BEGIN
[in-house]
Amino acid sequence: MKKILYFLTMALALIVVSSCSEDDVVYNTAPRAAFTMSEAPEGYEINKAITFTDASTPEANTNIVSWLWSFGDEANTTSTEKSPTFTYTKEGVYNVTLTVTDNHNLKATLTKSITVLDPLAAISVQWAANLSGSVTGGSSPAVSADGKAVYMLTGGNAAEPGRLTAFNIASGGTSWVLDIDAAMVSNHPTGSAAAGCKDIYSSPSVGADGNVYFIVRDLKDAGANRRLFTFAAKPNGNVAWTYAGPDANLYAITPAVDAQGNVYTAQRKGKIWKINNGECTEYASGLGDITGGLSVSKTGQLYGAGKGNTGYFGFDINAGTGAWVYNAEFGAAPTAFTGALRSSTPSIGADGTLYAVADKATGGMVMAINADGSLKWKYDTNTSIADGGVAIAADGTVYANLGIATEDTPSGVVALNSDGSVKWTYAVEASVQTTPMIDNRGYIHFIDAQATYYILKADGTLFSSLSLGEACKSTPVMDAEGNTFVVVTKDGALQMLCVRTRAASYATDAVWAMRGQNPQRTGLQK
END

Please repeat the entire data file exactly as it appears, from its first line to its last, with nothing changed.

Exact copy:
[in-house]
Amino acid sequence: MKKILYFLTMALALIVVSSCSEDDVVYNTAPRAAFTMSEAPEGYEINKAITFTDASTPEANTNIVSWLWSFGDEANTTSTEKSPTFTYTKEGVYNVTLTVTDNHNLKATLTKSITVLDPLAAISVQWAANLSGSVTGGSSPAVSADGKAVYMLTGGNAAEPGRLTAFNIASGGTSWVLDIDAAMVSNHPTGSAAAGCKDIYSSPSVGADGNVYFIVRDLKDAGANRRLFTFAAKPNGNVAWTYAGPDANLYAITPAVDAQGNVYTAQRKGKIWKINNGECTEYASGLGDITGGLSVSKTGQLYGAGKGNTGYFGFDINAGTGAWVYNAEFGAAPTAFTGALRSSTPSIGADGTLYAVADKATGGMVMAINADGSLKWKYDTNTSIADGGVAIAADGTVYANLGIATEDTPSGVVALNSDGSVKWTYAVEASVQTTPMIDNRGYIHFIDAQATYYILKADGTLFSSLSLGEACKSTPVMDAEGNTFVVVTKDGALQMLCVRTRAASYATDAVWAMRGQNPQRTGLQK